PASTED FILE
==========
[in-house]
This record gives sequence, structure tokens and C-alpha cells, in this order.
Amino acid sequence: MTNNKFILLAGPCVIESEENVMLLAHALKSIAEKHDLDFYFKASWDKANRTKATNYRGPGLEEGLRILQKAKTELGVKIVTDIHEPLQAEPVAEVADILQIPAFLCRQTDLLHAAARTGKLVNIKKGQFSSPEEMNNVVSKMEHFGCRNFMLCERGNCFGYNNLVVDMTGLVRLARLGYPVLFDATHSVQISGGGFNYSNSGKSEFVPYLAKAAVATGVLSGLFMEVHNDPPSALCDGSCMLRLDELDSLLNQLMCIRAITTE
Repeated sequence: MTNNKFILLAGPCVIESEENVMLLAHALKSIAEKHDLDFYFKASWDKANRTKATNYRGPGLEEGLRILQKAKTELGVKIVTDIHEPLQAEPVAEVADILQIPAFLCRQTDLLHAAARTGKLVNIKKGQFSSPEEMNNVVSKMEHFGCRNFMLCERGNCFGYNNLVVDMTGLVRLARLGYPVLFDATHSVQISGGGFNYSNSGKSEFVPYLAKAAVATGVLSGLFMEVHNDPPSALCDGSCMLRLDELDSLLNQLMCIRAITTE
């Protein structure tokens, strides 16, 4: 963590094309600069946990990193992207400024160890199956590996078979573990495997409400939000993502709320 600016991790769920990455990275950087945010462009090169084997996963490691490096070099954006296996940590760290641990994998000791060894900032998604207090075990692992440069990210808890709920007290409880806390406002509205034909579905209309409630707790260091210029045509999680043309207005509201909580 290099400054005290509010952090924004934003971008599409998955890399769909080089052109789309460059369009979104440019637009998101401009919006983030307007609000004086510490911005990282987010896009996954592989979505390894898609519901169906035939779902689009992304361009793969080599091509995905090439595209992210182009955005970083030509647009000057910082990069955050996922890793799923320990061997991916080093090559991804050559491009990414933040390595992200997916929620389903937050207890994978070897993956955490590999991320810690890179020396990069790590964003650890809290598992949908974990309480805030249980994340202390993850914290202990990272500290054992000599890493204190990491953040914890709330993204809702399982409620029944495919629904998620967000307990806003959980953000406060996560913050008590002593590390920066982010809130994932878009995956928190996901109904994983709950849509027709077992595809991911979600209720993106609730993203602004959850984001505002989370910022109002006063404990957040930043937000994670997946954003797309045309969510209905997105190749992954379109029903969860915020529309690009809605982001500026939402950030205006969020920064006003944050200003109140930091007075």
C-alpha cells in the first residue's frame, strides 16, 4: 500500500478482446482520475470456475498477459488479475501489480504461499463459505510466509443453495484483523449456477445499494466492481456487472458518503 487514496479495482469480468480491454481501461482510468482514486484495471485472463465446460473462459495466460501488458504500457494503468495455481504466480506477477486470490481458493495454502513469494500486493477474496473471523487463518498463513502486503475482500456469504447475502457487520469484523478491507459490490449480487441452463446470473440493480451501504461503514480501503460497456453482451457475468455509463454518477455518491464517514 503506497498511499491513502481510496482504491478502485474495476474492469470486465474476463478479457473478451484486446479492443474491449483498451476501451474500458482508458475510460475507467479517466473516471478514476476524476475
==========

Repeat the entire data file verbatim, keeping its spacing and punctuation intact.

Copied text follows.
[in-house]
This record gives sequence, structure tokens and C-alpha cells, in this order.
Amino acid sequence: MTNNKFILLAGPCVIESEENVMLLAHALKSIAEKHDLDFYFKASWDKANRTKATNYRGPGLEEGLRILQKAKTELGVKIVTDIHEPLQAEPVAEVADILQIPAFLCRQTDLLHAAARTGKLVNIKKGQFSSPEEMNNVVSKMEHFGCRNFMLCERGNCFGYNNLVVDMTGLVRLARLGYPVLFDATHSVQISGGGFNYSNSGKSEFVPYLAKAAVATGVLSGLFMEVHNDPPSALCDGSCMLRLDELDSLLNQLMCIRAITTE
Repeated sequence: MTNNKFILLAGPCVIESEENVMLLAHALKSIAEKHDLDFYFKASWDKANRTKATNYRGPGLEEGLRILQKAKTELGVKIVTDIHEPLQAEPVAEVADILQIPAFLCRQTDLLHAAARTGKLVNIKKGQFSSPEEMNNVVSKMEHFGCRNFMLCERGNCFGYNNLVVDMTGLVRLARLGYPVLFDATHSVQISGGGFNYSNSGKSEFVPYLAKAAVATGVLSGLFMEVHNDPPSALCDGSCMLRLDELDSLLNQLMCIRAITTE
């Protein structure tokens, strides 16, 4: 963590094309600069946990990193992207400024160890199956590996078979573990495997409400939000993502709320 600016991790769920990455990275950087945010462009090169084997996963490691490096070099954006296996940590760290641990994998000791060894900032998604207090075990692992440069990210808890709920007290409880806390406002509205034909579905209309409630707790260091210029045509999680043309207005509201909580 290099400054005290509010952090924004934003971008599409998955890399769909080089052109789309460059369009979104440019637009998101401009919006983030307007609000004086510490911005990282987010896009996954592989979505390894898609519901169906035939779902689009992304361009793969080599091509995905090439595209992210182009955005970083030509647009000057910082990069955050996922890793799923320990061997991916080093090559991804050559491009990414933040390595992200997916929620389903937050207890994978070897993956955490590999991320810690890179020396990069790590964003650890809290598992949908974990309480805030249980994340202390993850914290202990990272500290054992000599890493204190990491953040914890709330993204809702399982409620029944495919629904998620967000307990806003959980953000406060996560913050008590002593590390920066982010809130994932878009995956928190996901109904994983709950849509027709077992595809991911979600209720993106609730993203602004959850984001505002989370910022109002006063404990957040930043937000994670997946954003797309045309969510209905997105190749992954379109029903969860915020529309690009809605982001500026939402950030205006969020920064006003944050200003109140930091007075």
C-alpha cells in the first residue's frame, strides 16, 4: 500500500478482446482520475470456475498477459488479475501489480504461499463459505510466509443453495484483523449456477445499494466492481456487472458518503 487514496479495482469480468480491454481501461482510468482514486484495471485472463465446460473462459495466460501488458504500457494503468495455481504466480506477477486470490481458493495454502513469494500486493477474496473471523487463518498463513502486503475482500456469504447475502457487520469484523478491507459490490449480487441452463446470473440493480451501504461503514480501503460497456453482451457475468455509463454518477455518491464517514 503506497498511499491513502481510496482504491478502485474495476474492469470486465474476463478479457473478451484486446479492443474491449483498451476501451474500458482508458475510460475507467479517466473516471478514476476524476475